Last week we highlighted our month-ahead projection of decreasing topline Political Risk, indicating that Lebanon’s political-economic crisis was likely on a waning route to (at least medium-term) resolution. This week we focus on underlying trends in Government Instability Risk and Sovereign Risk, both of which have been — and will continue to be — top of mind for investors. The graph below highlights two core takeaways: (i) current efforts at government formation, while challenged on the street, are likely to succeed (at least in the short term); and (ii) the government will continue to take political and policy actions to reassure international investors and decrease sovereign risk. To wit, note that Government Instability Risk continues to decline through December and into 2020 (despite an upward blip over the coming days), and that the indicator is actually running lower than projected when now-caretaker PM Hariri resigned on 29 Oct, which is marked by the dashed yellow line. Note further that politically-driven Sovereign Risk remains on an overall decreasing path over the next 50 days.
Lebanon: Government Instability Risk; Sovereign Risk
Market Movements | Spotlight on Pakistan/10-Year Sovereign Yield
Per the figure below, Moody’s 12/2 announcement that it had upgraded Pakistan’s credit rating outlook from negative to stable comes amidst a period of declining Sovereign Risk; the announcement has also opened a wedge between our current forecast of Sovereign Risk (solid line) relative to our forecast from the date prior to the announcement (dashed line), implying a relative reduction in risk forecast to last through roughly 1H/2020.
Pakistan: Sovereign Risk
Per our own analysis (see trends in figure below), Pakistani Sovereign Risk has been increasingly positively correlated on a 26-trading day rolling basis with the 10-year yield since October 2019 (r = +.41 as of today) when Pakistan entered into its first sustained period of declining Sovereign Risk since the IMF’s Executive Board formally approved a loan package in early July; the correlation has remained somewhat weaker (r = +.27) on a non-rolling basis from July 2019 onwards. Both relationships imply greater demand for Pakistani sovereign debt (and thus lower yields) as risk decreases.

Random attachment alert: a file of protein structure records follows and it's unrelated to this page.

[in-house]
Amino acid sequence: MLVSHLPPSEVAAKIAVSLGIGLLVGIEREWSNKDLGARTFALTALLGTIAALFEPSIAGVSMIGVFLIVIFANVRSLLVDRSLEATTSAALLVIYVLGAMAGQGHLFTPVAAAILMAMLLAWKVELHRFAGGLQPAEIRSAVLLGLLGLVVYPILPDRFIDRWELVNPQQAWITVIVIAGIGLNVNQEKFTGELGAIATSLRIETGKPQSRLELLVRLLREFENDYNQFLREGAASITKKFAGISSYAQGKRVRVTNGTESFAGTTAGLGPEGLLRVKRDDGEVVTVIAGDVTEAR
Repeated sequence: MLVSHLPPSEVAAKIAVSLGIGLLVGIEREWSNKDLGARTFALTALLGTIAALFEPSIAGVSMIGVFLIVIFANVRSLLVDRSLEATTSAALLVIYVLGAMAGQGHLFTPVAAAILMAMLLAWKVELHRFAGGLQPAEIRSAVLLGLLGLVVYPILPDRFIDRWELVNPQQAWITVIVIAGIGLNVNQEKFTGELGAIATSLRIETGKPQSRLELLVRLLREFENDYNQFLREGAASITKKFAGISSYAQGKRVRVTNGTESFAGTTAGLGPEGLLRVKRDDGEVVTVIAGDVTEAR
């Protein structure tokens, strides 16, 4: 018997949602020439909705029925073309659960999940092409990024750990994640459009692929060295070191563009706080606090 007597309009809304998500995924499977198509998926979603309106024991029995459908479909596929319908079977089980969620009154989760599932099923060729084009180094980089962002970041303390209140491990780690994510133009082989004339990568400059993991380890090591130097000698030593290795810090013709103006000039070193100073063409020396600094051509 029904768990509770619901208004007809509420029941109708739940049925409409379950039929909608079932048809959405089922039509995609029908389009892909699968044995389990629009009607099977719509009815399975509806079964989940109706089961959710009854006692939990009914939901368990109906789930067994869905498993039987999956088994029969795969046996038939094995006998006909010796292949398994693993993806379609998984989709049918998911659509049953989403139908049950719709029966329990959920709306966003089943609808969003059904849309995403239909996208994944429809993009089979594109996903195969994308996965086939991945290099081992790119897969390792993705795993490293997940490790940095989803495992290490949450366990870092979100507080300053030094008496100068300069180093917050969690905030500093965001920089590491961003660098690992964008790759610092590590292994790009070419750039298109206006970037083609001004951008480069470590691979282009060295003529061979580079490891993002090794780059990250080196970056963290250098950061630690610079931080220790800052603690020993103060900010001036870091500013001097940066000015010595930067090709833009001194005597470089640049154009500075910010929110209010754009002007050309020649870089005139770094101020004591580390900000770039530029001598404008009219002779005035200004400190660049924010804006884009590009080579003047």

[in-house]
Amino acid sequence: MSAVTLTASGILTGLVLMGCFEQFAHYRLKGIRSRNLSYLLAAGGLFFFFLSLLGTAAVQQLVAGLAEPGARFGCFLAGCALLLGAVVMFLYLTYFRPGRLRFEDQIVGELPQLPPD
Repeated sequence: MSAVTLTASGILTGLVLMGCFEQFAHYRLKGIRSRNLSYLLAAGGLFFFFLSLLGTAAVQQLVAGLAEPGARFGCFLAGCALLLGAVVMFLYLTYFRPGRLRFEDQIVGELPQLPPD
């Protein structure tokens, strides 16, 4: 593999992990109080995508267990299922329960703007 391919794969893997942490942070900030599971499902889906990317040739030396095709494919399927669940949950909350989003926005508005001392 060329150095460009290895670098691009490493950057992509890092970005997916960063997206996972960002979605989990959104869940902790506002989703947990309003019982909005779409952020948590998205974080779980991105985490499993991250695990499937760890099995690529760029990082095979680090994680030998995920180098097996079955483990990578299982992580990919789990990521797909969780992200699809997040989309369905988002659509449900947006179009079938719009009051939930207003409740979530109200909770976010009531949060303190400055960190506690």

Given these findings, our forecast of declining Sovereign Risk bodes well for Pakistani finances. While we currently forecast a re-escalation in Risk beginning in 2H/2020, our data currently indicates that risk will continue to remain below levels that prevailed when the IMF agreement was signed. We expect this relief on the macro front to give besieged PM Khan some breathing room as he navigates the Supreme Court’s unprecedented rejection of his reappointment of army chief Bajwa, and against the backdrop of upward-trending Government Risk since Khan assumed office (see trend lines on the app).
Asset Value: SGE/PAKGYLD; Pakistan: Sovereign Risk
The Month Ahead | Political Risk
The figure below provides our 50-country forecast of top-line Political Risk for the month ahead (today through 30 December). Red (green) bubbles indicate increasing (decreasing risk). Full trend lines available on the app. Custom insights available for clients.
The Month Ahead: Political Risk
Forward-looking updates from GeoQuant’s high-frequency political risk intelligence platform.
*Originally distributed 12.6.19